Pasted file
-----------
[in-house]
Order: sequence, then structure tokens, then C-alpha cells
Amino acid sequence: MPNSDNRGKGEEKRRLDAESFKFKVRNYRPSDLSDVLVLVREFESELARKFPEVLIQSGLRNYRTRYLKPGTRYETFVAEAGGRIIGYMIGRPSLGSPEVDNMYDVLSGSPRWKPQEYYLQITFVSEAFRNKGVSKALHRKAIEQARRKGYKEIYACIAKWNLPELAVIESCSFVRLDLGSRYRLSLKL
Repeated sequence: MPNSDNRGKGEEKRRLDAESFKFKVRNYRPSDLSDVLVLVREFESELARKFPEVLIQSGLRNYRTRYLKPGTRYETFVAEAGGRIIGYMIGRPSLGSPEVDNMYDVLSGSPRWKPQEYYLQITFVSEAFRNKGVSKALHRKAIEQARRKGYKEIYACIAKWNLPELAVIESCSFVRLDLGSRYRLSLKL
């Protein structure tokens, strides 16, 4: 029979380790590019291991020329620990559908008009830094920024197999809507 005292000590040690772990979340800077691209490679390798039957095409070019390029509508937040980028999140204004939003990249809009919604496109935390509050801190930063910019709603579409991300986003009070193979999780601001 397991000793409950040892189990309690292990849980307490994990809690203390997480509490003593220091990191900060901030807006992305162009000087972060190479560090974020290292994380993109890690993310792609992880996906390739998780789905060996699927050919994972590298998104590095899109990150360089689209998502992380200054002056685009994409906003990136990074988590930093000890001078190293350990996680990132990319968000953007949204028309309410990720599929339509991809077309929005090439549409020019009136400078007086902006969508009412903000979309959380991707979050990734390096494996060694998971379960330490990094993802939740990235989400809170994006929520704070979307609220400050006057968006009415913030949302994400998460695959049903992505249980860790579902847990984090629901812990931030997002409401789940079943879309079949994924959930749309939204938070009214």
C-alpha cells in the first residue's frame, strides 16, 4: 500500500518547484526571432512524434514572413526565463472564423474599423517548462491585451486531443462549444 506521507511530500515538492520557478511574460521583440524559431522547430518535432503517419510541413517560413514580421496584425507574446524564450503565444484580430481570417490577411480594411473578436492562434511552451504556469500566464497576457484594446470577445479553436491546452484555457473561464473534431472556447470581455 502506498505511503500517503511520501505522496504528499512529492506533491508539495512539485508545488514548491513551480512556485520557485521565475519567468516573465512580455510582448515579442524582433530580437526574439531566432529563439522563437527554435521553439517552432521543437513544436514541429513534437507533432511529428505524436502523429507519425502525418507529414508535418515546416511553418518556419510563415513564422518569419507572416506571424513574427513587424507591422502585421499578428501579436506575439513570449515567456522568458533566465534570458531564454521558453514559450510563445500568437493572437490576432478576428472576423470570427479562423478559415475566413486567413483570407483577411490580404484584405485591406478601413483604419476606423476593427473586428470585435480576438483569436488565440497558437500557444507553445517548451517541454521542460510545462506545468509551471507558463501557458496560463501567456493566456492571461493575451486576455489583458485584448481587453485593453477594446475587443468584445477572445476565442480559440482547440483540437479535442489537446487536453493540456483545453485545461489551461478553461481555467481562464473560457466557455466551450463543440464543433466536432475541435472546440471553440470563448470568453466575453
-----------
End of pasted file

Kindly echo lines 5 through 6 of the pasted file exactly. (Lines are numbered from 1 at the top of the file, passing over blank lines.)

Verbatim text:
């Protein structure tokens, strides 16, 4: 029979380790590019291991020329620990559908008009830094920024197999809507 005292000590040690772990979340800077691209490679390798039957095409070019390029509508937040980028999140204004939003990249809009919604496109935390509050801190930063910019709603579409991300986003009070193979999780601001 397991000793409950040892189990309690292990849980307490994990809690203390997480509490003593220091990191900060901030807006992305162009000087972060190479560090974020290292994380993109890690993310792609992880996906390739998780789905060996699927050919994972590298998104590095899109990150360089689209998502992380200054002056685009994409906003990136990074988590930093000890001078190293350990996680990132990319968000953007949204028309309410990720599929339509991809077309929005090439549409020019009136400078007086902006969508009412903000979309959380991707979050990734390096494996060694998971379960330490990094993802939740990235989400809170994006929520704070979307609220400050006057968006009415913030949302994400998460695959049903992505249980860790579902847990984090629901812990931030997002409401789940079943879309079949994924959930749309939204938070009214």
C-alpha cells in the first residue's frame, strides 16, 4: 500500500518547484526571432512524434514572413526565463472564423474599423517548462491585451486531443462549444 506521507511530500515538492520557478511574460521583440524559431522547430518535432503517419510541413517560413514580421496584425507574446524564450503565444484580430481570417490577411480594411473578436492562434511552451504556469500566464497576457484594446470577445479553436491546452484555457473561464473534431472556447470581455 502506498505511503500517503511520501505522496504528499512529492506533491508539495512539485508545488514548491513551480512556485520557485521565475519567468516573465512580455510582448515579442524582433530580437526574439531566432529563439522563437527554435521553439517552432521543437513544436514541429513534437507533432511529428505524436502523429507519425502525418507529414508535418515546416511553418518556419510563415513564422518569419507572416506571424513574427513587424507591422502585421499578428501579436506575439513570449515567456522568458533566465534570458531564454521558453514559450510563445500568437493572437490576432478576428472576423470570427479562423478559415475566413486567413483570407483577411490580404484584405485591406478601413483604419476606423476593427473586428470585435480576438483569436488565440497558437500557444507553445517548451517541454521542460510545462506545468509551471507558463501557458496560463501567456493566456492571461493575451486576455489583458485584448481587453485593453477594446475587443468584445477572445476565442480559440482547440483540437479535442489537446487536453493540456483545453485545461489551461478553461481555467481562464473560457466557455466551450463543440464543433466536432475541435472546440471553440470563448470568453466575453